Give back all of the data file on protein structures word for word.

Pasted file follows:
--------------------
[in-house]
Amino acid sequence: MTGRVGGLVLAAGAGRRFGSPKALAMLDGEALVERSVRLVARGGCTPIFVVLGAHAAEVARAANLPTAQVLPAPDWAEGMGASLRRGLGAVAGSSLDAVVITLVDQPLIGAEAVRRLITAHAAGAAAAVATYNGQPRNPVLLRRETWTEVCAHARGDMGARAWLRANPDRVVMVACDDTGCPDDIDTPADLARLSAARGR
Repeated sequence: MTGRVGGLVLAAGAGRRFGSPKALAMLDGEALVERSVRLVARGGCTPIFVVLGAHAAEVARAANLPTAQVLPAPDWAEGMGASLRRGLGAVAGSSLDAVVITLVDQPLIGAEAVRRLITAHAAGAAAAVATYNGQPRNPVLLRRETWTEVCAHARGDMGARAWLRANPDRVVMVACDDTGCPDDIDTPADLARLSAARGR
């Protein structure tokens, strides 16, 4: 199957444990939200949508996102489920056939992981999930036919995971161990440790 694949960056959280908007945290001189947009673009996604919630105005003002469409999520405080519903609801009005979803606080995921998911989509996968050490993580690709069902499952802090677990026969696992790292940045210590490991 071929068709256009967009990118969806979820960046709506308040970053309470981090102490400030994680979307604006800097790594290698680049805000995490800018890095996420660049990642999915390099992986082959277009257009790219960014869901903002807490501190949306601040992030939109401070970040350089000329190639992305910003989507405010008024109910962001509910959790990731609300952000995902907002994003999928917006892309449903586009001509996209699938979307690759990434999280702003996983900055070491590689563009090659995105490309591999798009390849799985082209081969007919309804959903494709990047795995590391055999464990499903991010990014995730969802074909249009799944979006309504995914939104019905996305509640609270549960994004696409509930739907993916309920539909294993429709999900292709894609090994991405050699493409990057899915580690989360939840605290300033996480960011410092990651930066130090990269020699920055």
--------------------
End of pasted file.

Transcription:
[in-house]
Amino acid sequence: MTGRVGGLVLAAGAGRRFGSPKALAMLDGEALVERSVRLVARGGCTPIFVVLGAHAAEVARAANLPTAQVLPAPDWAEGMGASLRRGLGAVAGSSLDAVVITLVDQPLIGAEAVRRLITAHAAGAAAAVATYNGQPRNPVLLRRETWTEVCAHARGDMGARAWLRANPDRVVMVACDDTGCPDDIDTPADLARLSAARGR
Repeated sequence: MTGRVGGLVLAAGAGRRFGSPKALAMLDGEALVERSVRLVARGGCTPIFVVLGAHAAEVARAANLPTAQVLPAPDWAEGMGASLRRGLGAVAGSSLDAVVITLVDQPLIGAEAVRRLITAHAAGAAAAVATYNGQPRNPVLLRRETWTEVCAHARGDMGARAWLRANPDRVVMVACDDTGCPDDIDTPADLARLSAARGR
């Protein structure tokens, strides 16, 4: 199957444990939200949508996102489920056939992981999930036919995971161990440790 694949960056959280908007945290001189947009673009996604919630105005003002469409999520405080519903609801009005979803606080995921998911989509996968050490993580690709069902499952802090677990026969696992790292940045210590490991 071929068709256009967009990118969806979820960046709506308040970053309470981090102490400030994680979307604006800097790594290698680049805000995490800018890095996420660049990642999915390099992986082959277009257009790219960014869901903002807490501190949306601040992030939109401070970040350089000329190639992305910003989507405010008024109910962001509910959790990731609300952000995902907002994003999928917006892309449903586009001509996209699938979307690759990434999280702003996983900055070491590689563009090659995105490309591999798009390849799985082209081969007919309804959903494709990047795995590391055999464990499903991010990014995730969802074909249009799944979006309504995914939104019905996305509640609270549960994004696409509930739907993916309920539909294993429709999900292709894609090994991405050699493409990057899915580690989360939840605290300033996480960011410092990651930066130090990269020699920055």